← Back to Articles

What are Polyolefins?

Polyolefins are high molecular weight hydrocarbons. They include Low-Density and High Density Polyethylene and Polypropylene. All are break-resistant, nontoxic, and non-contaminating. These are the only plastics lighter that water. They easily withstand exposure to nearly all chemicals at room temperature for up to 24 hours. Strong oxidizing agents eventually cause embitterment. All polyolefins can be damaged by long exposure to ultraviolet light.  

Polyethylene- the polymerization of ethylene results in an essentially straight chain, high molecular weight hydrocarbon. Polyethylenes are classified according to the relative degree of branching (side chain formation) in their molecular structures, which can be controlled with selective catalysts.

Like other polyolefins, the polyethlyenes are chemically inert. Strong oxidizing agents will eventually cause oxidation and embitterment. They have no known solvent at room temperature. Aggressive solvents will cause softening or swelling, but these effects are normally reversible.

Low Density Polyethylene - (LDPE) has more extensive branching, resulting in a less compact molecular structure.

High Density Polyethylene – (HDPE) has minimal branching, which makes it more rigid and less permeable.

Polypropylene – (PP) is similar to polyethylene, but each unit of the chain has a methyl pendant group attached. It is translucent, autoclavable, and has no known solvent at room temperature. It is slightly more susceptible than polyethylene to strong oxidizing agents. It offers the best stress-crack resistance of the polyolefins. Products made of polypropylene are brittle at ambient temperatures and may crack or break if dropped from bench top height.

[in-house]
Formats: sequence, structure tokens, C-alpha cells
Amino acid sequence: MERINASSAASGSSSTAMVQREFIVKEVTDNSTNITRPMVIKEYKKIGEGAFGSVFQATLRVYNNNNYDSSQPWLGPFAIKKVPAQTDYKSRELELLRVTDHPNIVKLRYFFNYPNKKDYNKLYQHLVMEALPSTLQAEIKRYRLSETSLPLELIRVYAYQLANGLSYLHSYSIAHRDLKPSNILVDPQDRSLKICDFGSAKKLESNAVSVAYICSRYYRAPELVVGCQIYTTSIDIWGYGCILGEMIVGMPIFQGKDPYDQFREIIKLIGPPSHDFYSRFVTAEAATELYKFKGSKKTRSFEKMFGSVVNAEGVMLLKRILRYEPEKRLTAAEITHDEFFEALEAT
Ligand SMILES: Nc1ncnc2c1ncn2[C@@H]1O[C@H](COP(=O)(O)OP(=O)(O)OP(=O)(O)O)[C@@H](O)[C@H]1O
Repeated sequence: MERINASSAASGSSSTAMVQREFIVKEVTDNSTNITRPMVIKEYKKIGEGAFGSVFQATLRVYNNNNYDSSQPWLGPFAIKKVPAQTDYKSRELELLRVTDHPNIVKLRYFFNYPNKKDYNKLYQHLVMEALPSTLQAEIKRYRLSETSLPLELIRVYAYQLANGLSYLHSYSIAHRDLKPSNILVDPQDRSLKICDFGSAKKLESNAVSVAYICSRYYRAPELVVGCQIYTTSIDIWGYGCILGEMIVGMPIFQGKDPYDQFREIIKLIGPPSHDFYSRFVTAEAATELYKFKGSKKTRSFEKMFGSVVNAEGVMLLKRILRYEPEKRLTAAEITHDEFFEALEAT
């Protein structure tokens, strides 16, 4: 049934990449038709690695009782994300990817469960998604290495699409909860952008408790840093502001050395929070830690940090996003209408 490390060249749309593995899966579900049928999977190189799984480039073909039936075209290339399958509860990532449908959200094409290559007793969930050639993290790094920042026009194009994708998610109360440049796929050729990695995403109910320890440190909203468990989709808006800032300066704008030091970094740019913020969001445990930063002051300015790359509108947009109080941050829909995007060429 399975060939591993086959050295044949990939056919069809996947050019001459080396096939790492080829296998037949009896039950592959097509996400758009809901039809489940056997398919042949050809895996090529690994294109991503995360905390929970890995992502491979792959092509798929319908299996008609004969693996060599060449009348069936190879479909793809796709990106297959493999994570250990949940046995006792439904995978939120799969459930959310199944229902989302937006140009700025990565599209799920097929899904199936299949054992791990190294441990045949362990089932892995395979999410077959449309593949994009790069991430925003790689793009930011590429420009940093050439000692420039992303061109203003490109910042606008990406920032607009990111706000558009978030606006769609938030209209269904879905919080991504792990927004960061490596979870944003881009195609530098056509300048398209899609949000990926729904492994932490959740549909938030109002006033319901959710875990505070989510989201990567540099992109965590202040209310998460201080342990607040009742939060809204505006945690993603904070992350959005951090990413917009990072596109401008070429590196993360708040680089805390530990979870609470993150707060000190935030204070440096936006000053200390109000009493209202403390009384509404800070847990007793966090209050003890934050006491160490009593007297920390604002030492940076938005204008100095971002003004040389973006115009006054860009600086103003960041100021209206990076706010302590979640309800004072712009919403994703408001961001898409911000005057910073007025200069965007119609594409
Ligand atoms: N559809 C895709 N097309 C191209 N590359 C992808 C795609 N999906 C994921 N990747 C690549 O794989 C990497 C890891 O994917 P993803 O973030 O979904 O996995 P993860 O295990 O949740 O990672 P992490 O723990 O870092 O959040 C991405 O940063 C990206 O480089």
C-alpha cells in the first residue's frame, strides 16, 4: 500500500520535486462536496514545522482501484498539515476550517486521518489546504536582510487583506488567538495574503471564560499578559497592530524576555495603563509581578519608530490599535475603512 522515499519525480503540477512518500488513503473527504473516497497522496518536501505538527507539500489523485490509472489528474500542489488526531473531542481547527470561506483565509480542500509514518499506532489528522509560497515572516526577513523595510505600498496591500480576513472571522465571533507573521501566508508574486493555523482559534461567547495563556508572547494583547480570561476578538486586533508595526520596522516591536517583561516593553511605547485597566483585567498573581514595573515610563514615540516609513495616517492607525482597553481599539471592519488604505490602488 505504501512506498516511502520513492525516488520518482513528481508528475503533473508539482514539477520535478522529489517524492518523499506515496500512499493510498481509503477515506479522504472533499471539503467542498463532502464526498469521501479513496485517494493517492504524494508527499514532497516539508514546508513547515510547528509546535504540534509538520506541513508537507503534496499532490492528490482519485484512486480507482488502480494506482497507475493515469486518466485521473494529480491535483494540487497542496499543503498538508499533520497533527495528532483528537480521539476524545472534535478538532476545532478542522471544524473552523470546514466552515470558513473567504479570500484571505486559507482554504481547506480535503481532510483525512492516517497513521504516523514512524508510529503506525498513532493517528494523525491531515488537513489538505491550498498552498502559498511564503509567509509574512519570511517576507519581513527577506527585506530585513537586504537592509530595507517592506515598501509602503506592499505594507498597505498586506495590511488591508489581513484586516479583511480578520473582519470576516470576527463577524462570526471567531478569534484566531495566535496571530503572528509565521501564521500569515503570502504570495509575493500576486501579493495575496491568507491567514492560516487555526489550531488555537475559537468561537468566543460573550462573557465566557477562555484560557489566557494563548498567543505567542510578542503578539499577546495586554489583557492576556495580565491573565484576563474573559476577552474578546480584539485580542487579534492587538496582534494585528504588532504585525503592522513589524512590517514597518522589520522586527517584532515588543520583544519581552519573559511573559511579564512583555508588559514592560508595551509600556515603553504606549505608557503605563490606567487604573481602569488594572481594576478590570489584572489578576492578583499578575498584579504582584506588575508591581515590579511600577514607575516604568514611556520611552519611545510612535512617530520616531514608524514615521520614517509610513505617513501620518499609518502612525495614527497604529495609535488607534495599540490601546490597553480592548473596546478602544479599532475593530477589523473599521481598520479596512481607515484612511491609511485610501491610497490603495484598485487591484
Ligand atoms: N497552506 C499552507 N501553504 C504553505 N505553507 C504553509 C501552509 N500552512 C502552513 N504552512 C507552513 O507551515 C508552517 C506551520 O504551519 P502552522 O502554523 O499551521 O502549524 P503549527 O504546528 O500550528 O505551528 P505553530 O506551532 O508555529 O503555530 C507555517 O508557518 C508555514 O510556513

Polypropylene Copolymer – (PPCO) is an essentially linear copolymer with repeated sequences of ethylene and propylene. It combines some of the advantages of both polymers. PPCO is autoclavable, and offers much of the high temperature performance of polypropylene. It also provides some of the low-temperature strength and flexibility of polyethylene.

Title: What are Polyolefins?
Description: Polyolefins include LDPE, HDPE, and PP.
Published: 6/13/2008
Last Edited: 9/19/2013
17 users found this article useful. Was this article useful to you?

Information disclaimer:

The information contained in this article is for general information purposes only. The information is provided by United States Plastic Corp. and while we endeavor to keep the information up to date and correct, we make no representations or warranties of any kind, express or implied, about the completeness, accuracy, reliability, suitability or availability with respect to the website or the information, products, services, or related graphics contained on the website for any purpose. Any reliance you place on such information is therefore strictly at your own risk.

In no event will we be liable for any loss or damage including without limitation, indirect or consequential loss or damage, or any loss or damage whatsoever arising from loss of materials, time or profits arising out of, or in connection with, the use of this information.